Criminals follow the money. So it’s no surprise that financial professionals are a favorite target. After all, these professionals often hold a goldmine of information, including customer names, addresses, phone numbers, email addresses, identification numbers, dates of birth and account numbers – all of the information needed to steal a client’s identity and wreak havoc in their financial lives.
According to PwC, “there are two kinds of financial service firms: those that have faced a cyber attack and those that will.” That’s why it’s so crucial for financial service professionals to build good cybersecurity defenses. Here are some cybersecurity essentials you should put in place to keep your client information secure.
Desktop and laptop computers and mobile devices make it easy to conduct business anytime, anywhere. However, if not adequately protected, vulnerabilities to attacks exist. Limiting access to your network and controlling what employees can do once they are connected can reduce the risk of employee-caused breaches.
Secure your company Wi-Fi by changing the network name and default password. Update that password regularly to prevent the hacking of your router. Set up a separate W-Fi network for guests so company and client data cannot be accessed by non-employees.
Create an internet usage policy to protect your network. You don’t need to deny employees access to all non-work related sites, but consider restricting access to certain websites while they use company devices or connect to your Wi-Fi network.
Allowing employees to install software on their desktops or laptops can also be an issue, especially if the programs are downloaded from a website. Set up controls that require employees to receive authorization before installing software on a company device.
Cyber Awareness Training
Employees are often the greatest security risk in an organization. But they can also be its first line of defense against cyber attacks. Train employees on security issues so every member of your organization understands and can recognize cyber threats.
Create a cybersecurity policy that details preventative measures every employee must take to reduce the risk of a breach. Provide step-by-step instructions for how a cybersecurity breach should be reported and handled, including who to notify, what to do following an event, and how your IT team should address the threat.
Your plan should also address safely connecting to external Wi-Fi networks when employees are working outside the office, such as at a coffee shop or other public place. Working on public Wi-Fi networks exposes laptops and mobile devices to threats. An outside consultant can help you identify risks and develop a plan customized to your organization.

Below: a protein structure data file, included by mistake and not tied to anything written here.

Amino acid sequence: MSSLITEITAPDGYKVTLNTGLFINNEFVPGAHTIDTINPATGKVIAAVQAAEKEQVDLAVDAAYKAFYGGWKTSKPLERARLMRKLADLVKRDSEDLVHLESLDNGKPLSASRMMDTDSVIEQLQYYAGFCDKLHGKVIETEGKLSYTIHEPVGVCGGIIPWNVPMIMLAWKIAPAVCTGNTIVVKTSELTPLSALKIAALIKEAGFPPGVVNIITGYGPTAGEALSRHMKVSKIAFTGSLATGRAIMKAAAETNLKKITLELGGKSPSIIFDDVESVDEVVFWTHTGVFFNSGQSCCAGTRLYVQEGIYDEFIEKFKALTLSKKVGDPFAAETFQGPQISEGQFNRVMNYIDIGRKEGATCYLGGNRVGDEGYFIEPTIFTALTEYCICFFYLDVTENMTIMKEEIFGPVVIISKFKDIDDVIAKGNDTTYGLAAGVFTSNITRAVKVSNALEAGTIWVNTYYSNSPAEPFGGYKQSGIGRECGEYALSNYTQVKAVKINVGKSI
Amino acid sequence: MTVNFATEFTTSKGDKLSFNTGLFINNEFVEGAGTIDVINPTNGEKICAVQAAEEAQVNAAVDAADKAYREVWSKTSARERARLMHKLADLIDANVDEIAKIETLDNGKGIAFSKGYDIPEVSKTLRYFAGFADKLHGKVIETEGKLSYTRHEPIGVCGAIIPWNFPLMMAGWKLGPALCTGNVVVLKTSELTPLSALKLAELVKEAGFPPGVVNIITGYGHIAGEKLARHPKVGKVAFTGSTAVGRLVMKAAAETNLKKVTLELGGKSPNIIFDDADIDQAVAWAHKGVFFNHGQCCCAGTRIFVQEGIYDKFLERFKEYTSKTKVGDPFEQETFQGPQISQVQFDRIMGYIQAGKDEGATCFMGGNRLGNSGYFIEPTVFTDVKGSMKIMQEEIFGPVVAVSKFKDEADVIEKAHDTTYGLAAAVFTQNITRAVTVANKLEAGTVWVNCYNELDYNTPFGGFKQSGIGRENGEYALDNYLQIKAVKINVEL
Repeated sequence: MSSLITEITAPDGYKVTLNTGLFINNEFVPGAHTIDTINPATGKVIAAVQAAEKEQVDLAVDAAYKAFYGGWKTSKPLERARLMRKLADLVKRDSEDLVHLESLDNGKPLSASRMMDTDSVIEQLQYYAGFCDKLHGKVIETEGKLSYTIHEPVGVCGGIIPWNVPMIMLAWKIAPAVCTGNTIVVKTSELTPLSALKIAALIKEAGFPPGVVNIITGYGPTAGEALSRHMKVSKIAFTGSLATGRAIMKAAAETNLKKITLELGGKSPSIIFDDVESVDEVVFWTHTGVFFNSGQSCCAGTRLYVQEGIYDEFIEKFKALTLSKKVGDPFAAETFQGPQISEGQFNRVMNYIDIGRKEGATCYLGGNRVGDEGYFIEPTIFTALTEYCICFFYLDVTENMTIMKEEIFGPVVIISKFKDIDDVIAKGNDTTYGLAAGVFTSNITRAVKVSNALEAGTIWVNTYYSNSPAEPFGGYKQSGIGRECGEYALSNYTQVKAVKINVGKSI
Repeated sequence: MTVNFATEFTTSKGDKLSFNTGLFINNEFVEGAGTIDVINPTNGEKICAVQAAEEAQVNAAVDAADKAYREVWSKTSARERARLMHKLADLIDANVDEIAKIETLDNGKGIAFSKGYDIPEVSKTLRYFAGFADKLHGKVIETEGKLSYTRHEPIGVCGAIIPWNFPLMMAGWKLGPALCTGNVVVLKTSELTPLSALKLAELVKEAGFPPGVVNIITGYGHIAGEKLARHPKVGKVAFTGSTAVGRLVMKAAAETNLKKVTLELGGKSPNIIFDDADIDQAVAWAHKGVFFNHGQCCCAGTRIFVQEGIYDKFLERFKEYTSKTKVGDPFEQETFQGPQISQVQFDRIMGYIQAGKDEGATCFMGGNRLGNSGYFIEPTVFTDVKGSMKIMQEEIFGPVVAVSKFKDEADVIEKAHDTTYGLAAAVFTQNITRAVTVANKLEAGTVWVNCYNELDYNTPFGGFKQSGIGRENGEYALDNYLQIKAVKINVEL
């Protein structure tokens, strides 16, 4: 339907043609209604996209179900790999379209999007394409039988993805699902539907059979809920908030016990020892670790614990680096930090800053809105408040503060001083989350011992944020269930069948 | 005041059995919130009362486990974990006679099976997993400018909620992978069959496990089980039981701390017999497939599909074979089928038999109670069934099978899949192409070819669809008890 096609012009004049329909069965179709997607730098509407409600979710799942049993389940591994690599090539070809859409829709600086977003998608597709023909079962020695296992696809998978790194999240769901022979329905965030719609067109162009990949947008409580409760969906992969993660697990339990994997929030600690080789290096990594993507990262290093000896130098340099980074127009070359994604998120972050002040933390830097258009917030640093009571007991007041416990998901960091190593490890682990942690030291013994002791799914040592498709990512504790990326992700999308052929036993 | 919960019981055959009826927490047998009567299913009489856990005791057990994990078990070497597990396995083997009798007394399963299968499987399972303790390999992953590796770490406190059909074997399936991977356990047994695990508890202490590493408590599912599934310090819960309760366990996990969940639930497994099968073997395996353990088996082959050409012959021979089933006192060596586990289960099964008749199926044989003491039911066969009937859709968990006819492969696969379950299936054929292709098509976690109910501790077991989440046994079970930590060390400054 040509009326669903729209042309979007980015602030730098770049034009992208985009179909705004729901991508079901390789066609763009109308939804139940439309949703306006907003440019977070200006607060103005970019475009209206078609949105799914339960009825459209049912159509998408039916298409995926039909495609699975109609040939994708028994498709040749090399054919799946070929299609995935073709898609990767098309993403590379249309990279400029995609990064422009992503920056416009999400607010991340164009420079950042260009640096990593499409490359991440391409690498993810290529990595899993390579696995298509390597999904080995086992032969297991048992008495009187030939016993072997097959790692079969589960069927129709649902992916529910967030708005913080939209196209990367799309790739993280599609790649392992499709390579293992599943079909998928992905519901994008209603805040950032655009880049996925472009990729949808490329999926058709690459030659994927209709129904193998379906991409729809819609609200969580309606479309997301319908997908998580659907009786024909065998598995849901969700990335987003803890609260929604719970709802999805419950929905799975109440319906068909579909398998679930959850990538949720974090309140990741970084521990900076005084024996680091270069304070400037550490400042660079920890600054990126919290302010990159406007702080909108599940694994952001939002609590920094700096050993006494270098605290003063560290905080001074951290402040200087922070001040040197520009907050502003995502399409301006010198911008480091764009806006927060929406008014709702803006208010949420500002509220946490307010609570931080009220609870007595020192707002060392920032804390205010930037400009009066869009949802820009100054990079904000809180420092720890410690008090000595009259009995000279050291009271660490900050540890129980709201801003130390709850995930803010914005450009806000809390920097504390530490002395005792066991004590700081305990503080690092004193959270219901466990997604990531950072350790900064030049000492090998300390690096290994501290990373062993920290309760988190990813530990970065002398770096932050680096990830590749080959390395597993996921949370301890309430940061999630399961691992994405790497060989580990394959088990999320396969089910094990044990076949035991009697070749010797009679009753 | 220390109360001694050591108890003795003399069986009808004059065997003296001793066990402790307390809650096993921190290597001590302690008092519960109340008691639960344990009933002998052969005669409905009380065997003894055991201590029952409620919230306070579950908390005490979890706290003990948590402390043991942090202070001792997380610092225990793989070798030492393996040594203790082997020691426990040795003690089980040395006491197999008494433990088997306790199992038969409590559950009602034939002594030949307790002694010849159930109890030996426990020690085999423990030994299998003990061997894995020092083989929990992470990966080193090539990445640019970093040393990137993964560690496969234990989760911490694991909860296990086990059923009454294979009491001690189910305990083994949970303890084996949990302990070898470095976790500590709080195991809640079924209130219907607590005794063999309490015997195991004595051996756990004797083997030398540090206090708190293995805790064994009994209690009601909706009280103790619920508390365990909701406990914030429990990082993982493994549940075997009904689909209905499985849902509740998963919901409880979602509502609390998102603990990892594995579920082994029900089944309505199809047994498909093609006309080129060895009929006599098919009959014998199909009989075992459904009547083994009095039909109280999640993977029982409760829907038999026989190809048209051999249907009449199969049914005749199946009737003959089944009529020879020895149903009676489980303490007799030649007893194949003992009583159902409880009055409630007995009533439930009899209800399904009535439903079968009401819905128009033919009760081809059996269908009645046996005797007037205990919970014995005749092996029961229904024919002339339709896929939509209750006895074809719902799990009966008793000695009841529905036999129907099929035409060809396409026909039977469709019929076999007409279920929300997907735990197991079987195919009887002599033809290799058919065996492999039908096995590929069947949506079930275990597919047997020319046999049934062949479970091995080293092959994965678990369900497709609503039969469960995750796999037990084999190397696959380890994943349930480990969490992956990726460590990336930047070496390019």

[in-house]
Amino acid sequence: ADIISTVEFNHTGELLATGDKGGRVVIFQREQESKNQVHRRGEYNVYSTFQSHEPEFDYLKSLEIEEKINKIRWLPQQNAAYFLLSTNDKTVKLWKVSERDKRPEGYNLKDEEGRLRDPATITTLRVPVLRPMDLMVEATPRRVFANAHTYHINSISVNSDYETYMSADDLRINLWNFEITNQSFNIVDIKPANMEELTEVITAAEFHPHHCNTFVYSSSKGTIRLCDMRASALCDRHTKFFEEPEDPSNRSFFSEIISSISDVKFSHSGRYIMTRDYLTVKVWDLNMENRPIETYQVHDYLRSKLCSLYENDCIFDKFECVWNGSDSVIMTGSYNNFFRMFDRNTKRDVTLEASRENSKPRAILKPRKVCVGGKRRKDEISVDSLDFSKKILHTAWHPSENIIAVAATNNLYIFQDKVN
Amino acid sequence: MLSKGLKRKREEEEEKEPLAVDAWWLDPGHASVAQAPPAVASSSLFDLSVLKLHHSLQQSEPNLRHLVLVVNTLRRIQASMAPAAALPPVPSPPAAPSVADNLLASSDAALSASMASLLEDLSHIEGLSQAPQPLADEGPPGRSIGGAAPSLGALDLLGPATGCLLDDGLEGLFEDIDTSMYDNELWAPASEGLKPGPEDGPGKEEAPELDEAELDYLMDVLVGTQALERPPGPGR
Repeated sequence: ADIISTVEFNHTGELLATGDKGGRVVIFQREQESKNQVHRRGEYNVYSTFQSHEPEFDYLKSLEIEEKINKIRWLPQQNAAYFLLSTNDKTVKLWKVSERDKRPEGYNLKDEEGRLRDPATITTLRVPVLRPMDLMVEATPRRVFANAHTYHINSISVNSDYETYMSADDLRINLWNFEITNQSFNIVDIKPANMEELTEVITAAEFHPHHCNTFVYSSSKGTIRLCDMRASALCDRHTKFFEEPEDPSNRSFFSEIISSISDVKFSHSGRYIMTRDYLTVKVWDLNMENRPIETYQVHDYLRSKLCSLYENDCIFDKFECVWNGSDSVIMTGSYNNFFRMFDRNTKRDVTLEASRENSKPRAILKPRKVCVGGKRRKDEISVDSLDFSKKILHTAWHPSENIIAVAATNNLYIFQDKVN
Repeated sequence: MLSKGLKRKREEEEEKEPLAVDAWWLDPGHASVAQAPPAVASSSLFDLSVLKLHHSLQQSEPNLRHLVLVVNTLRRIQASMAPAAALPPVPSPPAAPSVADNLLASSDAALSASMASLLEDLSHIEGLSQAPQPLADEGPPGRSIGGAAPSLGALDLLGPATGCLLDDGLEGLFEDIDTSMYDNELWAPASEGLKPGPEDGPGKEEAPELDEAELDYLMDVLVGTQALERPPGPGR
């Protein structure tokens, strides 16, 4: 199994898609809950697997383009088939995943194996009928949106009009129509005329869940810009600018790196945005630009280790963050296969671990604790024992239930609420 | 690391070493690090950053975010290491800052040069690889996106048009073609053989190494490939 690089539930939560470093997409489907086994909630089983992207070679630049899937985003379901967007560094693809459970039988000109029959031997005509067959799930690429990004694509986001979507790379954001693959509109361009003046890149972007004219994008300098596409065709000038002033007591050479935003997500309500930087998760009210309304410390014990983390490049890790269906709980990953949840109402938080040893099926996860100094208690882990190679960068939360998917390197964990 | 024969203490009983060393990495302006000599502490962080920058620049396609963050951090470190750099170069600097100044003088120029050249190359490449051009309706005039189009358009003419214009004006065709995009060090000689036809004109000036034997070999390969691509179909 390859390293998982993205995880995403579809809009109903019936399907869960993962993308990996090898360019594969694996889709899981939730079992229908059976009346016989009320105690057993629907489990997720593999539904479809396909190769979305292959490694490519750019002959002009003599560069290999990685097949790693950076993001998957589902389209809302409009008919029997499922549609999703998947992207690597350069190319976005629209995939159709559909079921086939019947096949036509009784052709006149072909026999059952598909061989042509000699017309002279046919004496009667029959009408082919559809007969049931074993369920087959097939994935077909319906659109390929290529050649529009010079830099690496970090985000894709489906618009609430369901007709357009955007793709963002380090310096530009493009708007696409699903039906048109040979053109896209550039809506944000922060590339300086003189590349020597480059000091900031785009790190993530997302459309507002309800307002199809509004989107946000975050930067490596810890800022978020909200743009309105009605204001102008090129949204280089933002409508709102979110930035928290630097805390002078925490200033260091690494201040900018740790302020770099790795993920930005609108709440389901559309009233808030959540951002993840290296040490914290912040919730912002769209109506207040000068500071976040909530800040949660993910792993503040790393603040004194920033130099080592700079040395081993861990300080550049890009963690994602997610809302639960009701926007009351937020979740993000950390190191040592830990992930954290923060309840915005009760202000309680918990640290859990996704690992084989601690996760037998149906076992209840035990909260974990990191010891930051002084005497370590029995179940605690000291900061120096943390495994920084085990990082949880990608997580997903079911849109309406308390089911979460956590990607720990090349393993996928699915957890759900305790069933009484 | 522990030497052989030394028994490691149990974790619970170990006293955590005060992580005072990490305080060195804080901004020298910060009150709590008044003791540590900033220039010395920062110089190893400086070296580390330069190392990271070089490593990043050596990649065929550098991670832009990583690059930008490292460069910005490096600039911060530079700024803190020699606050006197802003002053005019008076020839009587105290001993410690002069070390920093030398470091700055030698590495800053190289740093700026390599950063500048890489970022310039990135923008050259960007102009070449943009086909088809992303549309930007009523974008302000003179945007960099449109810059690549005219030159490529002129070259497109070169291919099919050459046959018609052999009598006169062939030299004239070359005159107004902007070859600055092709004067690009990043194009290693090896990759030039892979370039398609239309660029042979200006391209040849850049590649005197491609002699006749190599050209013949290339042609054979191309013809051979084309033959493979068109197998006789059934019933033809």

Remember that cybersecurity training is not a “one and done” event. Conduct ongoing updates to educate employees on the latest security vulnerabilities so they can recognize and avoid them.
Regular Software Updates
Ensure the installation of updates for company computers, mobile devices, operating systems, browsers and software. Keeping systems and software up to date helps protect your data from known threats and vulnerabilities. Out-of-date software exposes your network to hackers who have discovered security loopholes.
Consider manually pushing updates to employee computers to minimize the risk of letting busy employees put off updating certain programs.
According to a report from LastPass, 91% of employees understand the risk of reusing passwords, yet 61% of them still reuse passwords, increasing the likelihood of hackers gaining access to accounts.
Require employees to select strong, unique passwords for each account they use. Strong passwords have at least 12 characters, include numbers, special characters, and a combination of capital and lower-case letters. Employees should also be required to change their passwords at least every three months to keep systems secure. Investing in a password management program can aid in compliance.
As a financial professional, the security of client information should be a top concern. You may not be able to stop cyber attacks entirely, but it’s your responsibility to think about securing your client’s data in much the same way as you would protect their nest egg.